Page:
What is ATT&CK?

 Security professionals often are confused about ATT &CK ( Adversal Tactics, Techniques &Common Knowledge) is adversaries use an extensive serious of tactics and techniques. The tactics include every stage of the kill chain and the dept elaboration of each method.

ATT&CK ( Adversal Tactics, Techniques &Common Knowledge) defines how the attacker is not only penetration your network as well as how they live in your system for well. This technique includes 12 details steps.

Initial Access

Initial Access consists of techniques that use various entry vectors to gain their initial foothold within a network. Techniques used to gain a foothold include targeted spearphishing and exploiting weaknesses on public-facing web servers. Footholds gained through initial access may allow for continued access, like valid accounts and use of external remote services, or maybe limited-use due to changing passwords


The adversary is trying to run malicious code. Execution consists of techniques that result in adversary-controlled code running on a local or remote system. Techniques that run malicious code are often paired with techniques from all other tactics to achieve broader goals, like exploring a network or stealing data. For example, an adversary might use a remote access tool to run a PowerShell


Persistence consists of techniques that adversaries use to keep access to systems across restarts, changed credentials, and other interruptions that could cut off their access. Techniques used for persistence include any access, action, or configuration changes that let them maintain their foothold on systems, such as replacing or hijacking legitimate code or adding startup code.

Privilege Escalation

The adversary is trying to gain higher-level permissions. Privilege Escalation consists of techniques that adversaries use to gain higher-level permissions on a system or network. Adversaries can often enter and explore a network with unprivileged access but require elevated permissions to follow through on their objectives. Common approaches are to take advantage of system weaknesses, misconfigurations, and vulnerabilities. Examples of elevated access include: • SYSTEM/root level • local administrator • user account with admin-like access • user accounts with access to the specific system or perform specific function These techniques often overlap with Persistence techniques, as OS features that let an adversary persist can execute in an elevated context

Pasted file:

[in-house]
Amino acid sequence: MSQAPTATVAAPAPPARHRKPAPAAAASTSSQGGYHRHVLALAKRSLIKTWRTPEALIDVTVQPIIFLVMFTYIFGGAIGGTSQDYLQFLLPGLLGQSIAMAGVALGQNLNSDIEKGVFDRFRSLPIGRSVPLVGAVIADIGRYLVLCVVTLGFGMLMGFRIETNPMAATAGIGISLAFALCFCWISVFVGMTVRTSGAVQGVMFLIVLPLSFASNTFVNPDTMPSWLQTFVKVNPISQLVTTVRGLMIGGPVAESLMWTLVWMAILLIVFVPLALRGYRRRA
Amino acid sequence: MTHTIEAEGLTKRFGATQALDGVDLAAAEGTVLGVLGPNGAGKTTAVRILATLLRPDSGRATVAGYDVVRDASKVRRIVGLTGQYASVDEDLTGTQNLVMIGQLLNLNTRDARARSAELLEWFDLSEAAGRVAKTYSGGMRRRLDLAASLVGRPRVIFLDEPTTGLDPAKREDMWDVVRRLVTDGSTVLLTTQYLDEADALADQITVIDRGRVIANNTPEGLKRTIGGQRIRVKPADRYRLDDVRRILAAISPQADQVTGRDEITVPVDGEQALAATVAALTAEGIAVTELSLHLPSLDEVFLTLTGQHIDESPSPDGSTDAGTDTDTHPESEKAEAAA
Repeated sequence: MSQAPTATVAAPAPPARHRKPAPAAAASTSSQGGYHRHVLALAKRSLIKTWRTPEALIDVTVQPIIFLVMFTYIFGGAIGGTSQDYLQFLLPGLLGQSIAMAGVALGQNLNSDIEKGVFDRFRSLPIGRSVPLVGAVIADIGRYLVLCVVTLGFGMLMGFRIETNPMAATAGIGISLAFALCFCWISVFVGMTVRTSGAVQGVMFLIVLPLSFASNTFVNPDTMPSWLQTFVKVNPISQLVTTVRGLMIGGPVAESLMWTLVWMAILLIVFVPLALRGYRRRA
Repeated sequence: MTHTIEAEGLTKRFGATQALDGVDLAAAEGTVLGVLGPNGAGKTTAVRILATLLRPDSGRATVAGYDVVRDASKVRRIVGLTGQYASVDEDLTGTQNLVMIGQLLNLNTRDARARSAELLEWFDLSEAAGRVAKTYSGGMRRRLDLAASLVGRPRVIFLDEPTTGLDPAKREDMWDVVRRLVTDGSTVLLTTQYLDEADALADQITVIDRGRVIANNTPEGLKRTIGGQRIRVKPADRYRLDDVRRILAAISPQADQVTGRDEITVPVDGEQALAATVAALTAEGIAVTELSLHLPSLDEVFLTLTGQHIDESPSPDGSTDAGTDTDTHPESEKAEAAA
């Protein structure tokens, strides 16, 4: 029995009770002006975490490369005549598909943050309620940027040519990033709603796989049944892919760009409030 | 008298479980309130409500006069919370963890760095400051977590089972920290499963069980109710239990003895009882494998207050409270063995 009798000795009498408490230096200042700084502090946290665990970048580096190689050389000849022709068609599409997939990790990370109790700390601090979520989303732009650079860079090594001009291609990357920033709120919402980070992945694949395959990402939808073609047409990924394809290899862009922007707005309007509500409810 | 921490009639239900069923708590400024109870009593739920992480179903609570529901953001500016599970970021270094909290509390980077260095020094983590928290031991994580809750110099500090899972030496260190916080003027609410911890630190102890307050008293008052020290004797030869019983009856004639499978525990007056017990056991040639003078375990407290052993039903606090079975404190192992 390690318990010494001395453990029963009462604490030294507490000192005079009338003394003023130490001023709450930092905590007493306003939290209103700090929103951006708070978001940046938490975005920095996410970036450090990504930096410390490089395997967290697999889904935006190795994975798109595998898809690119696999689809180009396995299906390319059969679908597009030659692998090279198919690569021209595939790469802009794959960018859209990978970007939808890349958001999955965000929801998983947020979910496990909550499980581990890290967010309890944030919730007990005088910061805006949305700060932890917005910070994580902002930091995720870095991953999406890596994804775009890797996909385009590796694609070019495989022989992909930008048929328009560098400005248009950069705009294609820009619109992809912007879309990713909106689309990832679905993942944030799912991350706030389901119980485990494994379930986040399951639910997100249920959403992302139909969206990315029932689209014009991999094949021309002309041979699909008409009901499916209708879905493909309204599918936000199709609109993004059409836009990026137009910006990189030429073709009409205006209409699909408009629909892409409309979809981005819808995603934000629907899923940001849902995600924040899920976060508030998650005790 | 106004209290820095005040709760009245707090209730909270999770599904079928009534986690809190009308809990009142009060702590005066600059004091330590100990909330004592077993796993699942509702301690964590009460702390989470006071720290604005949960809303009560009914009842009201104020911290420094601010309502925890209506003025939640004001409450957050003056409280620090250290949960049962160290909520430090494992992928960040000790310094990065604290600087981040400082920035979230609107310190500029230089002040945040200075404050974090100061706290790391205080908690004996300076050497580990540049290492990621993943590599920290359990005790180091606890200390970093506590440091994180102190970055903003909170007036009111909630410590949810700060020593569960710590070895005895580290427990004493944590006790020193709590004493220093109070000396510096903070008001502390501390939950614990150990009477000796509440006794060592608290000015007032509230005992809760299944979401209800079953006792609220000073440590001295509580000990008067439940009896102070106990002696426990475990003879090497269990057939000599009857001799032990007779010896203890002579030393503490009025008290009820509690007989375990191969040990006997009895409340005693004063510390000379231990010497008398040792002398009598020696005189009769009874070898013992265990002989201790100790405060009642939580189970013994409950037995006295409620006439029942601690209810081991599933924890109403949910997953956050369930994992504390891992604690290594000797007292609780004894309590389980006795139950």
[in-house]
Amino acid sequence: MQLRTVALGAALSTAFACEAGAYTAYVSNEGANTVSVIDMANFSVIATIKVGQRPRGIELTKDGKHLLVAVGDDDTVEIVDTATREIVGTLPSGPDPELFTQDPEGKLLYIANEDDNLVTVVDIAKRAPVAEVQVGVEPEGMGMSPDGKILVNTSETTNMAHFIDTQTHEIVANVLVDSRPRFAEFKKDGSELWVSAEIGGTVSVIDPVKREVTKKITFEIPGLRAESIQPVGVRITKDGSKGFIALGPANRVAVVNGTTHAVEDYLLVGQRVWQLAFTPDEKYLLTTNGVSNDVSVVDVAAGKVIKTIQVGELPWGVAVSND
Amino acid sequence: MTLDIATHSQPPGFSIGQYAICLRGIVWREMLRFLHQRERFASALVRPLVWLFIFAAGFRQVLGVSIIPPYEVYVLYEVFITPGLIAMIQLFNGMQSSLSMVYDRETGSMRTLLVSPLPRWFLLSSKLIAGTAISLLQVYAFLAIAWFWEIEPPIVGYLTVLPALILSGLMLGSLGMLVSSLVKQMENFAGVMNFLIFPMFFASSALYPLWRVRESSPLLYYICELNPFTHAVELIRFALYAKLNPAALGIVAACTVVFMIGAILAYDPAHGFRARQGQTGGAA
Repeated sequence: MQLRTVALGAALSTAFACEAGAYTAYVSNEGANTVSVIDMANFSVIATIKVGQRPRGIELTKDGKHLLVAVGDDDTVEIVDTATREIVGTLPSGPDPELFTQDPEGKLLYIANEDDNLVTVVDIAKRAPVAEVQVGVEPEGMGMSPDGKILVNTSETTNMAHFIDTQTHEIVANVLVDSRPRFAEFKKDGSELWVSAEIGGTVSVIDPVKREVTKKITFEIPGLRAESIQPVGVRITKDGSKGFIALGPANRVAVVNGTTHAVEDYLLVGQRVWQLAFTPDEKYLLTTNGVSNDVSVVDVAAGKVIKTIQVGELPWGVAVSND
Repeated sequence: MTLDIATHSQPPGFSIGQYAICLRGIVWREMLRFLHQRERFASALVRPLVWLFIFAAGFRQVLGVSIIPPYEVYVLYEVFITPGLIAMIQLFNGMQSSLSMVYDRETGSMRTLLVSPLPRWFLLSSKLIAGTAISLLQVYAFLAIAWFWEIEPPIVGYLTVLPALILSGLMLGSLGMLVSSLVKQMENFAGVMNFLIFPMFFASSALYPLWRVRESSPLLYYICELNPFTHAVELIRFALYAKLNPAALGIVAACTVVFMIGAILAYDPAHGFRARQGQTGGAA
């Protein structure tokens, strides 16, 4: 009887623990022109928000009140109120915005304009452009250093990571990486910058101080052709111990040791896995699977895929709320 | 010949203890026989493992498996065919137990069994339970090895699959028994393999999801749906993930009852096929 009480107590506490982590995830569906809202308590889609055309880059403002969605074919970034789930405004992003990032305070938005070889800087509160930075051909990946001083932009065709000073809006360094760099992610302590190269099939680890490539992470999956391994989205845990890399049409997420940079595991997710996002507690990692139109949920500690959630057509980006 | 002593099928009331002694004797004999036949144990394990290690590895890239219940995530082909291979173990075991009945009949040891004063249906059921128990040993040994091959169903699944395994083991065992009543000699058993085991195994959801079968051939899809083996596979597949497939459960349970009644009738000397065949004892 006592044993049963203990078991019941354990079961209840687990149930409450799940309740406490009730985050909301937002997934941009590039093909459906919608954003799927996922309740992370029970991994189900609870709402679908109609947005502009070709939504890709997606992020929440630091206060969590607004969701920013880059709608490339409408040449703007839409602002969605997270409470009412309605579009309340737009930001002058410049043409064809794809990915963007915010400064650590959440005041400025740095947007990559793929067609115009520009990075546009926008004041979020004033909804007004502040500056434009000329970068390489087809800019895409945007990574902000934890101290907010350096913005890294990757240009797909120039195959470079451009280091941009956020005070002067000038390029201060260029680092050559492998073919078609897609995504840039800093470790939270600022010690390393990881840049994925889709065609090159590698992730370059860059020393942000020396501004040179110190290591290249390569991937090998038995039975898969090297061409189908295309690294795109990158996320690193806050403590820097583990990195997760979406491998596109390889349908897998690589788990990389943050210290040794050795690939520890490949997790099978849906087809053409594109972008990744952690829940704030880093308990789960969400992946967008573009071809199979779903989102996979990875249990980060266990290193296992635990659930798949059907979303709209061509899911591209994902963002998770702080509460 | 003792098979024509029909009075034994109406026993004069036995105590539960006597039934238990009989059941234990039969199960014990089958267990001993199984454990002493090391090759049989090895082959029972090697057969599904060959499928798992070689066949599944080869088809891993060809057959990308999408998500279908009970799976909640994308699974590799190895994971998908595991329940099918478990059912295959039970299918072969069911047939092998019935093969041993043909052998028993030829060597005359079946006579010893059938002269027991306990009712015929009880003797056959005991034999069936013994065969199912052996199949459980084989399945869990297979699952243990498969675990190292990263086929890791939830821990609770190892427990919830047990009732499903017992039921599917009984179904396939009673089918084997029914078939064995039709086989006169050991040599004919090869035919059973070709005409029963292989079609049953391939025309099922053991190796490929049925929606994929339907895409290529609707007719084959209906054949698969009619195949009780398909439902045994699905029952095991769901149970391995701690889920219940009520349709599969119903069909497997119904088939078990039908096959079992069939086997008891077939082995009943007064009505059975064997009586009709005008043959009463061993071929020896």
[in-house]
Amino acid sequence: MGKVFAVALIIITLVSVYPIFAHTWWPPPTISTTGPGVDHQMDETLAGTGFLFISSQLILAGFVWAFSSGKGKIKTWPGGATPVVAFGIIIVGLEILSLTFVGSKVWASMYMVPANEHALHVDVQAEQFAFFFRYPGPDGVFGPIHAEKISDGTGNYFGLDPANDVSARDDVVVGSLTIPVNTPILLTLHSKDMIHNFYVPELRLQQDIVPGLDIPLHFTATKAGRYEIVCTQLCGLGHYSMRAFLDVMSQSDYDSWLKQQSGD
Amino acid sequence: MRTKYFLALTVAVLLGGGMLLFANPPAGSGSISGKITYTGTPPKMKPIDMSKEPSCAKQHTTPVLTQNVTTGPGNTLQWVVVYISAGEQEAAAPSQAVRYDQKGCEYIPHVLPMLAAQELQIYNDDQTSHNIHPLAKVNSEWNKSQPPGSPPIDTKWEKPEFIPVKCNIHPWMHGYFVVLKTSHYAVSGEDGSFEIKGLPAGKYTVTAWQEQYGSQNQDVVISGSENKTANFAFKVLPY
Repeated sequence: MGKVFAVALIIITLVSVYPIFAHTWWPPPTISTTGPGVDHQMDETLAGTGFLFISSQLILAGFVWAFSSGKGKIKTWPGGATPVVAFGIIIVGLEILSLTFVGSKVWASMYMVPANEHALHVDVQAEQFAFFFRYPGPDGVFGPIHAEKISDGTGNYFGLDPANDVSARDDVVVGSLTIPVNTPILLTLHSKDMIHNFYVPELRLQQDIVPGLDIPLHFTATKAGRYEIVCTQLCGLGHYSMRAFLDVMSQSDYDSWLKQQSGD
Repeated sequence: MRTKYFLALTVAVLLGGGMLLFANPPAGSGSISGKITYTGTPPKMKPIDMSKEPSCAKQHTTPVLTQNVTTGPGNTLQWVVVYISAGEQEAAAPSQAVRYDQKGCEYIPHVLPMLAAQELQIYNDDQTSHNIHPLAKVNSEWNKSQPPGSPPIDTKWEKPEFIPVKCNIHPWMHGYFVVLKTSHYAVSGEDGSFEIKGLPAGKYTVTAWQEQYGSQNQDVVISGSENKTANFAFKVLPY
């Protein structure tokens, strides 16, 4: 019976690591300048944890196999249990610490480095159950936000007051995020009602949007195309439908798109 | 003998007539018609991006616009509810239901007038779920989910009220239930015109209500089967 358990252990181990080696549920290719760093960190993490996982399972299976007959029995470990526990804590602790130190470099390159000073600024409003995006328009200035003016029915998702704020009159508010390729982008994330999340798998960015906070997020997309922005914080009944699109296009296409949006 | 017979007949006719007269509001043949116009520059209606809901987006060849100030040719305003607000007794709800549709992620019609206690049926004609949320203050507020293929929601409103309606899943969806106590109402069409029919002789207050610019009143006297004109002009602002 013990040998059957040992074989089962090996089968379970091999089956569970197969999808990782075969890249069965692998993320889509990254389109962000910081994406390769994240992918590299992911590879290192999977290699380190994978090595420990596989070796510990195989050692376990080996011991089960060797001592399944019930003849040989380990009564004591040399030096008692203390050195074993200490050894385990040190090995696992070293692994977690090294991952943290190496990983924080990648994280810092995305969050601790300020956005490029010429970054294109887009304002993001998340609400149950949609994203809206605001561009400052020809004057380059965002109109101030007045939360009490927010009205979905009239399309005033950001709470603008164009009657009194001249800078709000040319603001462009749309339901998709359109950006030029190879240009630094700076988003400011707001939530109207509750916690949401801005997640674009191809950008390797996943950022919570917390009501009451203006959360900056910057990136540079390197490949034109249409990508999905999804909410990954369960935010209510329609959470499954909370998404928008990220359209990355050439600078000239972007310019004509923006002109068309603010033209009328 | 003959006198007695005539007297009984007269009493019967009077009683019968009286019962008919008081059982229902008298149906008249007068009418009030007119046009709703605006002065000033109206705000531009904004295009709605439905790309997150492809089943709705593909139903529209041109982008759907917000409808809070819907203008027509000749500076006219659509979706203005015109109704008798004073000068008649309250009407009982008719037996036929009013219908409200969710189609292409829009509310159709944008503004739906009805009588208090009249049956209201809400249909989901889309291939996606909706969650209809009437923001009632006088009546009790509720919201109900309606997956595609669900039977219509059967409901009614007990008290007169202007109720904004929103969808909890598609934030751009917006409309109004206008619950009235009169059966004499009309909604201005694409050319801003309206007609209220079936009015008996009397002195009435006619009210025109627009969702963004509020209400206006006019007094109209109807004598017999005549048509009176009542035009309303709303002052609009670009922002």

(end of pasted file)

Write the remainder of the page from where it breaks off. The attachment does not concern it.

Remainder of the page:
Defense Evasion

The adversary is trying to avoid being detected. Defense Evasion consists of techniques that adversaries use to avoid detection throughout their compromise. Techniques used for defense evasion include uninstalling/disabling security software or obfuscating/encrypting data and scripts. Adversaries also leverage and abuse trusted processes to hide and masquerade their malware. Other tactics’ techniques are cross-listed here when those techniques include the added benefit of subverting defenses.

Credential Access

The adversary is trying to steal account names and passwords. Credential Access consists of techniques for stealing credentials like account names and passwords. Techniques used to get credentials include keylogging or credential dumping. Using legitimate credentials can give adversaries access to systems, make them harder to detect, and provide the opportunity to create more accounts to help achieve their goals.


The adversary is trying to figure out your environment. Discovery consists of techniques an adversary may use to gain knowledge about the system and internal network. These techniques help adversaries observe the environment and orient themselves before deciding how to act. They also allow adversaries to explore what they can control and what’s around their entry point in order to discover how it could benefit their current objective. Native operating system tools are often used toward this post-compromise information-gathering objective.

Lateral Movement